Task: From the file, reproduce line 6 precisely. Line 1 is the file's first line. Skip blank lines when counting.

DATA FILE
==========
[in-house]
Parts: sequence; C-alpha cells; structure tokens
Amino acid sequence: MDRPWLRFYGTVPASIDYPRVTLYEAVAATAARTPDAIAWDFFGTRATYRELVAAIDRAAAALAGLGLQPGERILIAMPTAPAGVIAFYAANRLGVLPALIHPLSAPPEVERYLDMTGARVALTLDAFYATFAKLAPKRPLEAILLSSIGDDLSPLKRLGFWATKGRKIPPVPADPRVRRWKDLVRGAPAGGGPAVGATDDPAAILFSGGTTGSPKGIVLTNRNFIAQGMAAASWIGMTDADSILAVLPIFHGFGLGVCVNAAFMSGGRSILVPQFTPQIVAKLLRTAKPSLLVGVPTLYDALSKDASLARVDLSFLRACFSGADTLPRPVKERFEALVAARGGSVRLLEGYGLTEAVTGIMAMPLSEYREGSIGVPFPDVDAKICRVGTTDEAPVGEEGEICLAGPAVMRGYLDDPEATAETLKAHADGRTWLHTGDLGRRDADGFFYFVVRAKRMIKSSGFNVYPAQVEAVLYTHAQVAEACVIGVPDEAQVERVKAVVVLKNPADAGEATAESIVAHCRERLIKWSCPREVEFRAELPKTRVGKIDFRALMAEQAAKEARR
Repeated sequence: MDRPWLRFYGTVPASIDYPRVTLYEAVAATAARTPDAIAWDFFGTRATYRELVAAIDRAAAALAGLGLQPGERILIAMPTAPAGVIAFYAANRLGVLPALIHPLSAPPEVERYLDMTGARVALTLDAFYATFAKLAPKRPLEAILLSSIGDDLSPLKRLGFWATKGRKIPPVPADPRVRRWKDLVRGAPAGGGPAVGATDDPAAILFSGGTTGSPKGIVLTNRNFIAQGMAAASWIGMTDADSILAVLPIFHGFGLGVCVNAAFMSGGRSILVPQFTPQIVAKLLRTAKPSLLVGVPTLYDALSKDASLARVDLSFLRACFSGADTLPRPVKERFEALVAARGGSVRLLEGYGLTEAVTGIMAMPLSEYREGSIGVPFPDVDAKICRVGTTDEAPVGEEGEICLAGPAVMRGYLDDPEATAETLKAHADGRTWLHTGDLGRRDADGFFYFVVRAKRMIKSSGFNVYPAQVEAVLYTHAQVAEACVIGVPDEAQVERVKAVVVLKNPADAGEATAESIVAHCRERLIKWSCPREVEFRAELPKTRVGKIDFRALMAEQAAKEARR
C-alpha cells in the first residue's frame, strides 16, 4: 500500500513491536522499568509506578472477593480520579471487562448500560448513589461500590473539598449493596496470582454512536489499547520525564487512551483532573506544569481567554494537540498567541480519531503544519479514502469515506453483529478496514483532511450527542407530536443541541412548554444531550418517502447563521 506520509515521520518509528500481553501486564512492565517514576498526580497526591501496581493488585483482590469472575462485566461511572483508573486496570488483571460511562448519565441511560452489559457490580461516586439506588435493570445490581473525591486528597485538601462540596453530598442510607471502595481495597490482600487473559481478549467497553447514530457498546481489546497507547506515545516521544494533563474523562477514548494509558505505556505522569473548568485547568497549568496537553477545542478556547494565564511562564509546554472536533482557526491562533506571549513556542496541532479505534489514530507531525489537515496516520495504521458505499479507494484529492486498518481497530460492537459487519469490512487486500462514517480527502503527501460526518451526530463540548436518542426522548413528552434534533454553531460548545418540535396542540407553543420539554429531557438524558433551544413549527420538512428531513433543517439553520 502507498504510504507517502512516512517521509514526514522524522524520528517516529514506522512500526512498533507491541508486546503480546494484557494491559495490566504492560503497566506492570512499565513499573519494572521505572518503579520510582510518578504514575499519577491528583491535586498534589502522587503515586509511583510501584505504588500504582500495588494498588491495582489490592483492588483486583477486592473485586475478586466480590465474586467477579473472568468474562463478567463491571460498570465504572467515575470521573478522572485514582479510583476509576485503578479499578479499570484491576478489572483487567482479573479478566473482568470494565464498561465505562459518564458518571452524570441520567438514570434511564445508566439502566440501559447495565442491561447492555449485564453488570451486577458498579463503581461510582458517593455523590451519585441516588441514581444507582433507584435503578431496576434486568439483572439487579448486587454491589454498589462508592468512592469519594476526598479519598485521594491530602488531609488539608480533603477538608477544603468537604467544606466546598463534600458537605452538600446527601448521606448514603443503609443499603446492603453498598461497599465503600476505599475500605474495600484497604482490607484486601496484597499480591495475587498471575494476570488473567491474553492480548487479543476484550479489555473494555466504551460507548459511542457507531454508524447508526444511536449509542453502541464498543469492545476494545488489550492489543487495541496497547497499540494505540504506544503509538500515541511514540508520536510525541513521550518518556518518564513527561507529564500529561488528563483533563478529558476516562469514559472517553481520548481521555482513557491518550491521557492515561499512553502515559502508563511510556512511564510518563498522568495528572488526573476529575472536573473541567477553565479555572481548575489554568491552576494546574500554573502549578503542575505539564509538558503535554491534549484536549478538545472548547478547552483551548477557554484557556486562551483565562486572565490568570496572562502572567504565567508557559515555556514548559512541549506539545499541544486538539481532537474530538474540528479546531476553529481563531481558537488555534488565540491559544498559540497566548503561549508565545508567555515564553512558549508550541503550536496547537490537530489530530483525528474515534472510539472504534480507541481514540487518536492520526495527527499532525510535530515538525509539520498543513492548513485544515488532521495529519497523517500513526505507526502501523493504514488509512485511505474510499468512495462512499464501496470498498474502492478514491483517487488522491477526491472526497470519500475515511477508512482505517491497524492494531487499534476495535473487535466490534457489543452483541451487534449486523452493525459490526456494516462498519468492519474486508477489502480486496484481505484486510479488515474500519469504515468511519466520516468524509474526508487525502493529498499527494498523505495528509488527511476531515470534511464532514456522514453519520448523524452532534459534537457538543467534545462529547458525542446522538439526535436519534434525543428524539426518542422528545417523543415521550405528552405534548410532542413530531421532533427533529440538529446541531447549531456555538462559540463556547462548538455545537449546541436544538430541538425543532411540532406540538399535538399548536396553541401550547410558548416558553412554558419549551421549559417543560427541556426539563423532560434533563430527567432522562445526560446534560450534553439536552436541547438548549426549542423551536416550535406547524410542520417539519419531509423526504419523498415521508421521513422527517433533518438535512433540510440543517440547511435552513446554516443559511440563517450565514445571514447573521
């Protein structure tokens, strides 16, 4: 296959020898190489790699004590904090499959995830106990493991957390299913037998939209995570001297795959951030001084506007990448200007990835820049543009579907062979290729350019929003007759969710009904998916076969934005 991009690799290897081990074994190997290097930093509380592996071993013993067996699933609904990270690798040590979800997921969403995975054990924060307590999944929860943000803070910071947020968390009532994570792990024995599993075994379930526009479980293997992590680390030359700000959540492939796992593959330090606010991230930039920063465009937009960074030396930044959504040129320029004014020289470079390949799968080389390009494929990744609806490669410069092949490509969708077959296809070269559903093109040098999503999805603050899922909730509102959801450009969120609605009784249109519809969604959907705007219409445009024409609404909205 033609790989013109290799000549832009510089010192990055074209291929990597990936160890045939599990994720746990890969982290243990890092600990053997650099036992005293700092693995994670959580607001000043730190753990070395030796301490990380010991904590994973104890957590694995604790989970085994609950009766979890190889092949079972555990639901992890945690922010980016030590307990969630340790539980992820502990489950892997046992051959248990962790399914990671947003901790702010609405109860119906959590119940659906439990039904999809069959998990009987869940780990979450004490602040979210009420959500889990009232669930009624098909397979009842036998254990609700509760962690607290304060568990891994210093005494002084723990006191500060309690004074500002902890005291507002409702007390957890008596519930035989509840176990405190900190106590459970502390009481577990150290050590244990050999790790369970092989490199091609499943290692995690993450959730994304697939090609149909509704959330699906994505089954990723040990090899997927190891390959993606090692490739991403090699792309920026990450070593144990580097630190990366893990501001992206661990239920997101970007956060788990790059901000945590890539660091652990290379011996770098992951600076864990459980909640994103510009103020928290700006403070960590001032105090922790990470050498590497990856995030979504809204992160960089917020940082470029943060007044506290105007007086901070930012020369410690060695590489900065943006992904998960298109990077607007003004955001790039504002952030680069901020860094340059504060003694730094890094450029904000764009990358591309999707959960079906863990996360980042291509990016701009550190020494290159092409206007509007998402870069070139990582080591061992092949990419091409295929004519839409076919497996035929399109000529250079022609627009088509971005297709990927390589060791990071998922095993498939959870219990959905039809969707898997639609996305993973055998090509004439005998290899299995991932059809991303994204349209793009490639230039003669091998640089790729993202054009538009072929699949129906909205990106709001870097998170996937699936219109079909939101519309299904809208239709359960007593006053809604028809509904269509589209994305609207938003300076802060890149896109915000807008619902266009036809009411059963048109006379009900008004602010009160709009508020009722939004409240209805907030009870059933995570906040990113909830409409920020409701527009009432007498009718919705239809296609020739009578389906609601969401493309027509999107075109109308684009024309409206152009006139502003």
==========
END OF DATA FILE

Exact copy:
């Protein structure tokens, strides 16, 4: 296959020898190489790699004590904090499959995830106990493991957390299913037998939209995570001297795959951030001084506007990448200007990835820049543009579907062979290729350019929003007759969710009904998916076969934005 991009690799290897081990074994190997290097930093509380592996071993013993067996699933609904990270690798040590979800997921969403995975054990924060307590999944929860943000803070910071947020968390009532994570792990024995599993075994379930526009479980293997992590680390030359700000959540492939796992593959330090606010991230930039920063465009937009960074030396930044959504040129320029004014020289470079390949799968080389390009494929990744609806490669410069092949490509969708077959296809070269559903093109040098999503999805603050899922909730509102959801450009969120609605009784249109519809969604959907705007219409445009024409609404909205 033609790989013109290799000549832009510089010192990055074209291929990597990936160890045939599990994720746990890969982290243990890092600990053997650099036992005293700092693995994670959580607001000043730190753990070395030796301490990380010991904590994973104890957590694995604790989970085994609950009766979890190889092949079972555990639901992890945690922010980016030590307990969630340790539980992820502990489950892997046992051959248990962790399914990671947003901790702010609405109860119906959590119940659906439990039904999809069959998990009987869940780990979450004490602040979210009420959500889990009232669930009624098909397979009842036998254990609700509760962690607290304060568990891994210093005494002084723990006191500060309690004074500002902890005291507002409702007390957890008596519930035989509840176990405190900190106590459970502390009481577990150290050590244990050999790790369970092989490199091609499943290692995690993450959730994304697939090609149909509704959330699906994505089954990723040990090899997927190891390959993606090692490739991403090699792309920026990450070593144990580097630190990366893990501001992206661990239920997101970007956060788990790059901000945590890539660091652990290379011996770098992951600076864990459980909640994103510009103020928290700006403070960590001032105090922790990470050498590497990856995030979504809204992160960089917020940082470029943060007044506290105007007086901070930012020369410690060695590489900065943006992904998960298109990077607007003004955001790039504002952030680069901020860094340059504060003694730094890094450029904000764009990358591309999707959960079906863990996360980042291509990016701009550190020494290159092409206007509007998402870069070139990582080591061992092949990419091409295929004519839409076919497996035929399109000529250079022609627009088509971005297709990927390589060791990071998922095993498939959870219990959905039809969707898997639609996305993973055998090509004439005998290899299995991932059809991303994204349209793009490639230039003669091998640089790729993202054009538009072929699949129906909205990106709001870097998170996937699936219109079909939101519309299904809208239709359960007593006053809604028809509904269509589209994305609207938003300076802060890149896109915000807008619902266009036809009411059963048109006379009900008004602010009160709009508020009722939004409240209805907030009870059933995570906040990113909830409409920020409701527009009432007498009718919705239809296609020739009578389906609601969401493309027509999107075109109308684009024309409206152009006139502003």